Have you been following this story about the Minutemen, the border vigilantes who are “voluntarily” helping deter illegal immigration in Southeastern Arizona?
Just one day after the LA Times ran this image on it’s front page (with the article: A Roadblock, Not a Barrier for Migrants), it followed up with another front page article on the group. In the second story (Border Watchers Capture Their Prey — The Media), they explained how the outfit had attracted more than 200 journalists from around the world. The article also reported how James Gilchrist, the guy with the gut, had transformed himself into an overnight celebrity.
(Ironically, the NYT had a front page story on illegal immigration that second day, as well. That article, however — Illegal Immigrants Are Bolstering Social Security With Billions – link — had to do with how much money illegal workers are kicking into Social Security and Medicare, although they have no stake in either system.)
I understand how the LA Times might be feeling pretty good about it’s latest Pulitzers. What I don’t understand, however, is how they can justify either this photo alone, or the photograph in the context of their follow up piece.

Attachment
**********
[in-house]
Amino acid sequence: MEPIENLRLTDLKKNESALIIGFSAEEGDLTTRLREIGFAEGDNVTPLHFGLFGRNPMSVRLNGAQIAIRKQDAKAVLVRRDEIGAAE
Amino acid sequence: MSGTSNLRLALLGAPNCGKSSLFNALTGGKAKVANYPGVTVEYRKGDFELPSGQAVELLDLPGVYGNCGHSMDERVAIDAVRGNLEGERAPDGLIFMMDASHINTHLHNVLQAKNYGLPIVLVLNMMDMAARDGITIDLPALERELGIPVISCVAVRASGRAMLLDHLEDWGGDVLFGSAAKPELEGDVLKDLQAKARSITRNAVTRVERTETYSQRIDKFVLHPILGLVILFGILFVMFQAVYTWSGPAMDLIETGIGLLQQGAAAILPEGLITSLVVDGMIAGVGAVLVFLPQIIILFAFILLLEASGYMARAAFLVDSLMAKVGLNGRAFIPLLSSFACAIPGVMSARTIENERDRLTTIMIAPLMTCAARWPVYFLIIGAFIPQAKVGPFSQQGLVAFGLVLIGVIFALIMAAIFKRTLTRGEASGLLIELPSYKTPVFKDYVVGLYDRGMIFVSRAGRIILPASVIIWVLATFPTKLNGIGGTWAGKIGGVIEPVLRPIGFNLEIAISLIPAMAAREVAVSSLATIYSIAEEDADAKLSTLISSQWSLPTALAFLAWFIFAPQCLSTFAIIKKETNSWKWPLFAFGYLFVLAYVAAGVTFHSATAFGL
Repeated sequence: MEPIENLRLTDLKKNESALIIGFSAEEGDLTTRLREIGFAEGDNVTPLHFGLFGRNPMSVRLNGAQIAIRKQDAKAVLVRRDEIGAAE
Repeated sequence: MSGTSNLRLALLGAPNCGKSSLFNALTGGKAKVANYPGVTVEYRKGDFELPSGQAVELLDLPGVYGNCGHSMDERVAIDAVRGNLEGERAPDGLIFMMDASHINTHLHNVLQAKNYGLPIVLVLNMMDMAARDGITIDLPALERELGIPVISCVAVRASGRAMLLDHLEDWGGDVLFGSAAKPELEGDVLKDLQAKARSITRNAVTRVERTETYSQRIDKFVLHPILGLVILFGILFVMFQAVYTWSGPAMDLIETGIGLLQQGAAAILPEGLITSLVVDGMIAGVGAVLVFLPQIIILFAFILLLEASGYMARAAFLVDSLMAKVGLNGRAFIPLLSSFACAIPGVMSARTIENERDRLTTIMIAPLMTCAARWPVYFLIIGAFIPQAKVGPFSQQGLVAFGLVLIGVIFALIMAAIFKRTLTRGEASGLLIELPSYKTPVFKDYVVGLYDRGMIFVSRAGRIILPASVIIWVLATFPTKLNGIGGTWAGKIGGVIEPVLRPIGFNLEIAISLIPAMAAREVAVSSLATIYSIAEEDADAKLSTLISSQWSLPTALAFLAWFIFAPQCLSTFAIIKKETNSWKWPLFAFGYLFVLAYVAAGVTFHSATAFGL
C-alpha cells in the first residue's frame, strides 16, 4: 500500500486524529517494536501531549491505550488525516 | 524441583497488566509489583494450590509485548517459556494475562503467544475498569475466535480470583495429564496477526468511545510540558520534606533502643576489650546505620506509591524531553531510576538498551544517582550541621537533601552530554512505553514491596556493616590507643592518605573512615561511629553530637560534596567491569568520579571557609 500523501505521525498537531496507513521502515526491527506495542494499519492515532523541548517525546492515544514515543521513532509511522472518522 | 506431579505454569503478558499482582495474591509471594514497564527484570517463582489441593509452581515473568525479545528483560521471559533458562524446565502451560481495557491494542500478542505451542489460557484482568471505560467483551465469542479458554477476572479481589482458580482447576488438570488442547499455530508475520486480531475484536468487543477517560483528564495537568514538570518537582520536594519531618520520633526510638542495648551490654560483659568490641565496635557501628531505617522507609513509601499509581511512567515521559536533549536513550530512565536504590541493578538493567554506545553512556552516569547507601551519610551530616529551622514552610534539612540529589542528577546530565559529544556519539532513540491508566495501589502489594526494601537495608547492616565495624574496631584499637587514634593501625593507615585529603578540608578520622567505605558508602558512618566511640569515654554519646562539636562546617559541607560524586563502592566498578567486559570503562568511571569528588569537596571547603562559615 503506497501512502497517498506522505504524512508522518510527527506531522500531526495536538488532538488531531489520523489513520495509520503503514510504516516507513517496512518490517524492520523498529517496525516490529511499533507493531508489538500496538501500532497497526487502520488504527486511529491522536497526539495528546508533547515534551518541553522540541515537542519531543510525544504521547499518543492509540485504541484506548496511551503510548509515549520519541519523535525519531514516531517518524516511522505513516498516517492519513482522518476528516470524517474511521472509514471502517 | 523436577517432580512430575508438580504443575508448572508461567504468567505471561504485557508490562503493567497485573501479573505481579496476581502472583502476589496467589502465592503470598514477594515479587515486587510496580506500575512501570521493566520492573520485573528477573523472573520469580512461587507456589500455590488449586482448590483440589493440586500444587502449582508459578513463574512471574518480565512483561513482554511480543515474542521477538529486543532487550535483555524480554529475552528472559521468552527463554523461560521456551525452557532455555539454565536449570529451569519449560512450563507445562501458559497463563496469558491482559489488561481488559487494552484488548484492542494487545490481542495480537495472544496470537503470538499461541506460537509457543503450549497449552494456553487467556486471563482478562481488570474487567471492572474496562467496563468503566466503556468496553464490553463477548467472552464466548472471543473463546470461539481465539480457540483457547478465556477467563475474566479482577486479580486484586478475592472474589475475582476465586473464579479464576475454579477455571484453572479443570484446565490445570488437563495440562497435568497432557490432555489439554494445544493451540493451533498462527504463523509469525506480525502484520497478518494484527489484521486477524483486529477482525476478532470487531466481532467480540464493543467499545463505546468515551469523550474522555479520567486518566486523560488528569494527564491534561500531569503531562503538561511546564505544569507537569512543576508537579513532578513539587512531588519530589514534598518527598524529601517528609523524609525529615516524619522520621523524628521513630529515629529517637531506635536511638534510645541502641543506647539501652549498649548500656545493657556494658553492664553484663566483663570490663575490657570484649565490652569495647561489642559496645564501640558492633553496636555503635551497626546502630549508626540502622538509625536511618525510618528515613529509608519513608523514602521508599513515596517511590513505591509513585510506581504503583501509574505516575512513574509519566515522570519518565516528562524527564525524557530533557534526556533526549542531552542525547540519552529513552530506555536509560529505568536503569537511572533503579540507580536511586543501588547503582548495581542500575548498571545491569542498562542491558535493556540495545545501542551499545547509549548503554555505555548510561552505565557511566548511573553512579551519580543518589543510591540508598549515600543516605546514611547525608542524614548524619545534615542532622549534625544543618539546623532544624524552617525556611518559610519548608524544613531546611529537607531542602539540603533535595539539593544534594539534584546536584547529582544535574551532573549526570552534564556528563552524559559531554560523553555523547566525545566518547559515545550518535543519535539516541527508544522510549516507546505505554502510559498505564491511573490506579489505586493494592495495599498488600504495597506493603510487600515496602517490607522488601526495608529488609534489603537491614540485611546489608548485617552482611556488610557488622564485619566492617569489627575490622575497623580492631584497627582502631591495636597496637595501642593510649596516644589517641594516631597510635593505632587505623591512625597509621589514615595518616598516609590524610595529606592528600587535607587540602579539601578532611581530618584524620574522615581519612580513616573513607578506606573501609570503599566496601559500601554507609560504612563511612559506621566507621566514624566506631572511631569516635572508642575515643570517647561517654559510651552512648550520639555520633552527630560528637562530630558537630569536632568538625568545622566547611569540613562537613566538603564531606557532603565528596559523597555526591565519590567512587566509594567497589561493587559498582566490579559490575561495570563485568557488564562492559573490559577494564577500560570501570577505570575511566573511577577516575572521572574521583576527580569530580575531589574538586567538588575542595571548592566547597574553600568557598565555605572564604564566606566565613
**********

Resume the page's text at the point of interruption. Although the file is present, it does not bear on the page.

I’m no Revolutionary War expert, but doesn’t this shot reinforce and romanticize the Minutemen connection? To draw the connection even tighter, doesn’t this shot look suspiciously like the famous painting, Washington Crossing the Delaware? Unless you’re buying this image at face value, you would have to conclude that either a.) these guys naturally stand around like this, or b.) the picture is posed. (Of course, with the credit The Times lends this lunatic fringe through the bold black-and-white and the dramatic lighting, I’m inclined to go with “option b.”)
If the photo bestows credibility through visual drama, as well as historical and patriotic allusion, these aren’t the only allusions to be drawn. I’m not one to call out a person’s weight, but this Gilchrist guy (great name, huh?) offers up his spot lit midsection as if it was an independent player. Maybe the naive viewer (or the red state one) would see it as representing that much more pride, but that belly reads like arrogance to me. It says: Throwing weight around is our birthright. Boundaries are for you, not for us. One fast food nation, under God. Consume free, or die.
On the other hand, maybe there’s something grossly typical about this shot. Isn’t it standard in dramas (particularly Westerns) to find an ultimately weak and slovenly bad guy accompanied by a passive (either short or rail thin) sidekick who is just there to hold his megaphone?
(image: Rick Loomis/LA Times)
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